Hello hello! Whether you’ve already scored a permit to visit the most remote village in the lower 48 or you’re just hoping to get your hands on one next year, this little jumble of words is for you! FIRST THINGS FIRST. Let’s get the damn lingo CORRECT.
Havasupai Indian Reservation: A Native American reservation named for the Havasupai people and surrounded entirely by Grand Canyon National Park. “Havasupai” means people of the blue-green waters. AND YOU WILL FIND OUT WHY.
Supai: This is the actual village that’s located within Havasu Canyon (an offshoot of the Grand Canyon). Supai is NOT accessible by road and the Havasupai Tribe administers the land, which is OUTSIDE the boundary and jurisdiction of Grand Canyon National Park.
Hualapai Hilltop: This is the trailhead you’ll drive to (if you’re hiking in) where you’ll be met by some curious mules and canyon mutts. While there are no services at the hilltop, there are bathrooms! Woooo!
Peach Springs: The last town and sign of “modern” life (using modern SUPER loosely here) before you reach Hualapai Hilltop. Literally. Once you turn onto Indian Rd 18, you can say goodbye to all cell service. From there, you’ll be at the trailhead in about an hour. Be sure you have enough gas for not only the ride there but back as well!
Now that we’ve got that sorted, let’s dive into this magical little world of water bluer than the sky…
Not only was this MY FIRST TIME BACKPACKING, but this was also my FIRST TIME CAMPING OUTSIDE IN AN ACTUAL TENT (because, yes, I’ve camped INDOORS in a tent), my FIRST TIME EATING FREEZE-DRIED FOOD (which is surprisingly GOOD), and THE LONGEST HIKE I’VE EVER DONE.
I scored permits for April 28 – May 2 and, since we were coming from San Diego, we drove to Hualapai Hilltop the evening before (April 27). Fun Fact: If you get to the trailhead the evening before, you can camp there! And here is where I have my first piece of ROOKIE MISTAKE ADVICE. Please, please, do yourself a favor and get yourself an easy, lightweight backpacking tent. We were the only NERDS trying to set up a tent with POLES, using rocks to hold it down… it was a mess. 😂Granted, our teepee looked hella cool. In the photo below, the brown building is where the bathrooms are!
The next morning, our hike began! Get ready for an 8-mile trek from Hualapai Hilltop to Supai. Once you reach the village, you’ll stop in town to check-in and grab your wristbands as well as a tag for your tent. You’ll also see helicopters coming and going but you’ll feel super accomplished, like, ya bitch I HIKED that shit and didn’t just fly eventhoimsotiredomgpleaseletmesitandnapsomewhereforeverthanku 🚁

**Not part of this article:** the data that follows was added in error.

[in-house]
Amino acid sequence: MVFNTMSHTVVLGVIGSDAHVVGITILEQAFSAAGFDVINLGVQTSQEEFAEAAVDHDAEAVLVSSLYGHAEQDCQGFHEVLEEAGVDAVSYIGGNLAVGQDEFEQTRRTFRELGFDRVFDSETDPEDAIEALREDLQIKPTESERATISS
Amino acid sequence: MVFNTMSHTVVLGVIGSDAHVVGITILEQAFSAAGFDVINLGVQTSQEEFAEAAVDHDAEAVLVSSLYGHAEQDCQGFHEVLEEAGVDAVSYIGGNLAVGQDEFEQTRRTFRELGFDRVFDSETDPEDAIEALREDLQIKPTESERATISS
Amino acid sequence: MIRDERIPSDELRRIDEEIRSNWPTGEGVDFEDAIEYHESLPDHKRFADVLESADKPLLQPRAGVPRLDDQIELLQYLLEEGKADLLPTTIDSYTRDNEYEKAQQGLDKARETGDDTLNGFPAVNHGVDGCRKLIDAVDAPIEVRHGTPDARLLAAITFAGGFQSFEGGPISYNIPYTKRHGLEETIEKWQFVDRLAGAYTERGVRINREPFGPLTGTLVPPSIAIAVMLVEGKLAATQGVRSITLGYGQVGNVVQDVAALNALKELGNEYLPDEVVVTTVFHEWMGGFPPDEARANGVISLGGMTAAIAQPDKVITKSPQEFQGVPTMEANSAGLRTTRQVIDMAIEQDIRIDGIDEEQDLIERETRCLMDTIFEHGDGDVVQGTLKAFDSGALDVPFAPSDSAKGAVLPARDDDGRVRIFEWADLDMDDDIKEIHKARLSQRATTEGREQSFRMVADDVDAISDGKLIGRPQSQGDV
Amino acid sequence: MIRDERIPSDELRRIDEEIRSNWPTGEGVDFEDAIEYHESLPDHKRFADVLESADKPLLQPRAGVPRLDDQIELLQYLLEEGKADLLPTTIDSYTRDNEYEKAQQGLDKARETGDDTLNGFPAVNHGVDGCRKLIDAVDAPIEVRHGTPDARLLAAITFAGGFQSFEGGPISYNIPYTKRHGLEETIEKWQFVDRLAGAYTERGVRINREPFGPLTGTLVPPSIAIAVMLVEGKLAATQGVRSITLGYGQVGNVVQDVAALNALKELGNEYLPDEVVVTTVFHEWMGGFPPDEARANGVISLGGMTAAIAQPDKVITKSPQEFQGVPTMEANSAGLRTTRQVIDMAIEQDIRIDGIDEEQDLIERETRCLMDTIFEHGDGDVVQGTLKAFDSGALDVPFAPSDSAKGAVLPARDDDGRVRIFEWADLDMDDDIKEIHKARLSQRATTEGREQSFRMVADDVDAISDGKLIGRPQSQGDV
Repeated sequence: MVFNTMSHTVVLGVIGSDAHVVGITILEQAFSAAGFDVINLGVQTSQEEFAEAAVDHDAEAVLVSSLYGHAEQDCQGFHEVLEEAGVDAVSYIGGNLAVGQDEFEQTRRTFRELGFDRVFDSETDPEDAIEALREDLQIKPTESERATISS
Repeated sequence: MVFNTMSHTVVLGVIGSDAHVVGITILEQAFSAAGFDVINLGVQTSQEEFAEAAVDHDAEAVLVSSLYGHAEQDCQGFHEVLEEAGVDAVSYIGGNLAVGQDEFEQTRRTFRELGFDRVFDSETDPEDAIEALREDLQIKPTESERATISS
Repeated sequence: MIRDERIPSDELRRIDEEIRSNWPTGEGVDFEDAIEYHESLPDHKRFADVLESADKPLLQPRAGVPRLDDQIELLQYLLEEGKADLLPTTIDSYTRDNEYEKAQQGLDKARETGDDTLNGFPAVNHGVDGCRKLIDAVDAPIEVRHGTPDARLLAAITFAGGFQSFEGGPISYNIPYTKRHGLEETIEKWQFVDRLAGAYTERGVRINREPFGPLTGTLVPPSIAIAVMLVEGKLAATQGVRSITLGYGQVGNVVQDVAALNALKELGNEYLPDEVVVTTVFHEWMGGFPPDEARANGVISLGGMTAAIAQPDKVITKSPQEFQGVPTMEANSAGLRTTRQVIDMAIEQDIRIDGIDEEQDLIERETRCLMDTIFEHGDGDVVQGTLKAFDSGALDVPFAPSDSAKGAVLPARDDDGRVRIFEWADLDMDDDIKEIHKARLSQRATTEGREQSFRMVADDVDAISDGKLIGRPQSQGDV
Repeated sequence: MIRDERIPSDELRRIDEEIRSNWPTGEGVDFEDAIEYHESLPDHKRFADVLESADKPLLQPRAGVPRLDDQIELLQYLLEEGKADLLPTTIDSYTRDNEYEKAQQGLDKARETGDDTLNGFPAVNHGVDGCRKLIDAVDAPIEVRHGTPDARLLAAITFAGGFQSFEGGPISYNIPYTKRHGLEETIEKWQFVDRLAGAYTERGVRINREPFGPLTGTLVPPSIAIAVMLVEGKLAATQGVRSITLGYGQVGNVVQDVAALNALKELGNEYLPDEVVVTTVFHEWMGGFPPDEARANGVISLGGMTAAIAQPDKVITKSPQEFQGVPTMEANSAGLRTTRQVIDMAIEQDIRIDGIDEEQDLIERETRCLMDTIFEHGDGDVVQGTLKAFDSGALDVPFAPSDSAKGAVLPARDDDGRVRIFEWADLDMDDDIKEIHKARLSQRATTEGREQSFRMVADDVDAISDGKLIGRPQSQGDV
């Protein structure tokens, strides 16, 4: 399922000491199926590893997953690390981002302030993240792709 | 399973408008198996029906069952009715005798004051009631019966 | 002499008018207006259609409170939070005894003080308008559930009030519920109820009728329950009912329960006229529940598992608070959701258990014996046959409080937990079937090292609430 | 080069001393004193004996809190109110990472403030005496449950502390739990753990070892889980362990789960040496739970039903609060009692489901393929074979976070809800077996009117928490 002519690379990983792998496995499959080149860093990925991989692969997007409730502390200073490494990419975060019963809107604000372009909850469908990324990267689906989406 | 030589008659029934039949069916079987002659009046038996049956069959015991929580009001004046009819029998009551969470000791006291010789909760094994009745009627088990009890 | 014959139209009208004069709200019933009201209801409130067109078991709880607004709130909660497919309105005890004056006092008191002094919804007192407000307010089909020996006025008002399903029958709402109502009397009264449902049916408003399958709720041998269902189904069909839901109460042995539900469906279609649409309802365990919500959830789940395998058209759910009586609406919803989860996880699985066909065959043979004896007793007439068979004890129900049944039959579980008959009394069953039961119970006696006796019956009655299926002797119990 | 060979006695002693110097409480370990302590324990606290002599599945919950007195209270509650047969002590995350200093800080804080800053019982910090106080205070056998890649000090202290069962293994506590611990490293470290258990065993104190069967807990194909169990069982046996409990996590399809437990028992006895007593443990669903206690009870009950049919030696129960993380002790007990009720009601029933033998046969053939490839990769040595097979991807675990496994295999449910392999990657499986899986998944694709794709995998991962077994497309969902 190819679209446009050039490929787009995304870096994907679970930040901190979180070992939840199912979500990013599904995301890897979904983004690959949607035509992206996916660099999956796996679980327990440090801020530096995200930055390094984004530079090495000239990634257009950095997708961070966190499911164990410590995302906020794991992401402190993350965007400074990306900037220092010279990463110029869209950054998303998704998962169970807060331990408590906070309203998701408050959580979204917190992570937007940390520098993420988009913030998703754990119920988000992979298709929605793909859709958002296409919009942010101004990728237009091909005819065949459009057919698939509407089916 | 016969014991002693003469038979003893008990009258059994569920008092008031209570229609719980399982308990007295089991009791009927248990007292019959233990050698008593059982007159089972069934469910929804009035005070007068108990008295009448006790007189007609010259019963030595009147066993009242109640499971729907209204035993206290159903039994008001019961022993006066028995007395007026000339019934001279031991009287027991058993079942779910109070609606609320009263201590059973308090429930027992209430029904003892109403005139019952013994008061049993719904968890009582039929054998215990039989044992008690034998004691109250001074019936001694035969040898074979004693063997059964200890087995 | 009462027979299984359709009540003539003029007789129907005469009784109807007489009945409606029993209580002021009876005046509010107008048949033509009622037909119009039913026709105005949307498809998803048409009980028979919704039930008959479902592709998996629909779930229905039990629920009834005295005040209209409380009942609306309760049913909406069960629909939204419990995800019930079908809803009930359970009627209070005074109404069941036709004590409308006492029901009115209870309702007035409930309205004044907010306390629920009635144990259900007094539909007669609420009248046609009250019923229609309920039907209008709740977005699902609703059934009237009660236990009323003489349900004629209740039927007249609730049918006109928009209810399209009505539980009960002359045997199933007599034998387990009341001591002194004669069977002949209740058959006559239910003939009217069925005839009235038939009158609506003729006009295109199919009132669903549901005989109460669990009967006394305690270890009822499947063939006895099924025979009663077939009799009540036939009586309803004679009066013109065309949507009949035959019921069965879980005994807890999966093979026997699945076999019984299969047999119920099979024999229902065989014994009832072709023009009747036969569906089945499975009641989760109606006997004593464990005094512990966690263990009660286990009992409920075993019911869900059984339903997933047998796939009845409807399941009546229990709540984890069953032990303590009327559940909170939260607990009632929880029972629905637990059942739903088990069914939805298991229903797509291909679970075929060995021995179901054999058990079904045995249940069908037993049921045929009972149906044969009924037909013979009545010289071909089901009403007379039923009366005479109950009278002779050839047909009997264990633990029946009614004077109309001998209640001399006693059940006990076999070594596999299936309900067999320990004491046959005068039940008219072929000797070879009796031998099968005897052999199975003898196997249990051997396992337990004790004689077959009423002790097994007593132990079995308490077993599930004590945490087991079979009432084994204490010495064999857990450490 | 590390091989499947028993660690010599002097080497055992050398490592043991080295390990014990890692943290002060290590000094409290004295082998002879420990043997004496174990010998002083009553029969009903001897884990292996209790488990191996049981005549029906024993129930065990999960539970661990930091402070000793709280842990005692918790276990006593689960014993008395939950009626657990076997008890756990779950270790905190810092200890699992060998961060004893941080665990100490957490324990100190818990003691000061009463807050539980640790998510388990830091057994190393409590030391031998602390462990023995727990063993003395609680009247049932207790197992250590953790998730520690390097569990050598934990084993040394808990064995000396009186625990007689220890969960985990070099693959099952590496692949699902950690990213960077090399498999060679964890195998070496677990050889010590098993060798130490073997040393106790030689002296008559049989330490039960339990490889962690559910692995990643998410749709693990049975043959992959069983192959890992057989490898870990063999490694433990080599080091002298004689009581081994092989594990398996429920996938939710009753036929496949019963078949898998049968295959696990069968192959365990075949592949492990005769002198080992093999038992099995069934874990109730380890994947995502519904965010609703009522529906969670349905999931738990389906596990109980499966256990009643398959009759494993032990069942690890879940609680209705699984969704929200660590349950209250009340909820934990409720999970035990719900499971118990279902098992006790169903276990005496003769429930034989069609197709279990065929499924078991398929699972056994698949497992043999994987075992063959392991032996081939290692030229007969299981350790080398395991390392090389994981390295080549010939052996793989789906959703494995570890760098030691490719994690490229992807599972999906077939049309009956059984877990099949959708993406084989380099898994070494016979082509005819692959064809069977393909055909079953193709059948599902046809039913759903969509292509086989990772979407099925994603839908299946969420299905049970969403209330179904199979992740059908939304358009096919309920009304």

I highly recommend stopping at the little convenience store in town for a FROZEN GATORADE. Sure, it may be overpriced, but after eight miles of sweating and wondering what the hell you’ve gotten yourself into, it’ll be the best thing you’ve ever had to drink. From the village, you’ve still got another two miles to get to the campgrounds. Overall, it took us about 5.5 to 6 hours from the trailhead to the campground.
NOTE: We started our hike at 7AM. I read a million blogs before this trip and so many folks recommended starting before sunrise, with some starting as early as 4AM! Of course, it all depends on the time of year you venture there but we were fine! There were plenty of shady spots to stop once we really got into the canyon.
I had SO many questions prior to starting this adventure. Like, I was literally messaging random folks on Instagram to ask, Did you bring walking sticks? (no) What kind of shoes did you wear? (these and these) How much water did you really need? (less than a liter) Was the descent to Mooney Falls as SCARY as it looks?! (surprisingly not!)
If you’re still struggling to figure out what to bring for this 4-day, 3-night adventure, take it from a noob: you don’t need as much as you think. Here’s my packing list, complete with links to get ya started! My entire pack was only about 20 pounds, versus some folks who struggled with 40+…eek, no thank youuuuu, sir.
Oh, and a hammock! I actually won this sweet Madera hammock in an Instagram giveaway. Also, instead of bringing two sleeping bags, we just slept on our sleeping pads and opened the sleeping bag to use as a blanket.
The best piece of advice I can give you for this trip is to NOT listen to TLC and DEFINITELY do go chasing allllll the waterfalls you possibly can. Only lame folks stick to the rivers and streams that they’re used to. 👀
Click here to learn all about the lovely waterfalls and each accompanying hike!
Spread kindness and cheer, xo